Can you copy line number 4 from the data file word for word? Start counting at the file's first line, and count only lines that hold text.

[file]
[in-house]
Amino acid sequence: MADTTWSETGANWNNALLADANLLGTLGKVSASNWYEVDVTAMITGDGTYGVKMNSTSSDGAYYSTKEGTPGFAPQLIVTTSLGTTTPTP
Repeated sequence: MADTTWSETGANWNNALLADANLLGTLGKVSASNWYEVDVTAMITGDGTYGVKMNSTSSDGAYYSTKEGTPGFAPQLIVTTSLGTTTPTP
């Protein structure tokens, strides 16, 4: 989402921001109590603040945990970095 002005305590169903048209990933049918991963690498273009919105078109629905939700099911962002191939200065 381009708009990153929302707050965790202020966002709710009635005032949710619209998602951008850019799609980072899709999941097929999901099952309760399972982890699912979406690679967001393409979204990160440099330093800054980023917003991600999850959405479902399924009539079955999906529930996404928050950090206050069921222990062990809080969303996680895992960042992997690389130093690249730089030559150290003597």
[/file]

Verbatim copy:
């Protein structure tokens, strides 16, 4: 989402921001109590603040945990970095 002005305590169903048209990933049918991963690498273009919105078109629905939700099911962002191939200065 381009708009990153929302707050965790202020966002709710009635005032949710619209998602951008850019799609980072899709999941097929999901099952309760399972982890699912979406690679967001393409979204990160440099330093800054980023917003991600999850959405479902399924009539079955999906529930996404928050950090206050069921222990062990809080969303996680895992960042992997690389130093690249730089030559150290003597």